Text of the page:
作者

Debbie Heywood

高级专业支持律师

Read More
作者

Debbie Heywood

高级专业支持律师

Read More

2019年3月14日

Political agreement reached on Online Platform Regulation

Online platforms will be subject to new fairness and transparency requirements.

What's the issue?

The European Commission estimates there are approximately 7000 online marketplaces and platforms operating in the EU, ranging from tech giants to startups. 43% of small and medium companies in the EU are thought to use online marketplaces to sell products and services. The EC is concerned that the platforms and marketplaces often have considerable bargaining power compared to their business users trading on them.

What's the development?

As part of the Digital Single Market project, the EC proposed a new Regulation intended to create "a fair, transparent and predictable business environment for businesses and traders when using online platforms". Political agreement on the draft Regulation on fairness and transparency in online platform trading (the Online Platforms Regulation or OPR) has been reached.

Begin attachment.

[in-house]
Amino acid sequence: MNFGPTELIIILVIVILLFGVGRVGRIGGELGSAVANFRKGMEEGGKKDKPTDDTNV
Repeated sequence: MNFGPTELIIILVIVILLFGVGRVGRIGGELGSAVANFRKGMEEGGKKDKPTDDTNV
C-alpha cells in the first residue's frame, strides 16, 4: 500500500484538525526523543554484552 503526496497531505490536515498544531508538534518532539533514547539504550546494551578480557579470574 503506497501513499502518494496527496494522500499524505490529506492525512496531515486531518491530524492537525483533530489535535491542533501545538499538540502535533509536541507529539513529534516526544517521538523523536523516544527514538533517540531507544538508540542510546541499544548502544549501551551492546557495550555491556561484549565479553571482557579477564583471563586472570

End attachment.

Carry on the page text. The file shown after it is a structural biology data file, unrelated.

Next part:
The draft Regulation now needs to be formally adopted. The final text had not been published at the time of writing but the compromise text can be found here. We will provide further analysis when the final version of the full text is available.

The OPR will introduce:

  • A ban on certain unfair practices – for example, suspension or termination of a seller's account without clear reasons, failure to provide terms and conditions in plain and intelligible language, and failure to give adequate notice for changes to terms and conditions. Definitive termination will require 30 days' advance notice.
  • Transparency requirements for marketplaces and search engines which will have to disclose the main parameters used to rank goods and services on their site.
  • An obligation on platforms to disclose any advantage given to their own products over others, and explain what data they collect and how they share and use it.
  • A requirement for all but the smallest platforms to set up an internal complaint handling procedure for their business users. Platforms will need to offer mediation options to businesses.
  • The ability for business associations to sue platforms for non-compliance with the Regulation. Member States will also be able to appoint public authorities with enforcement powers. Businesses will be able to make complaints to those bodies.

What does this mean for you?

The new rules will apply primarily to online platforms and marketplaces, and, in relation to rules on transparency, to search engines. They will apply 12 months after the OPR comes into effect. It is unclear what the impact of Brexit will be on whether or not the UK implements the same or equivalent rules.

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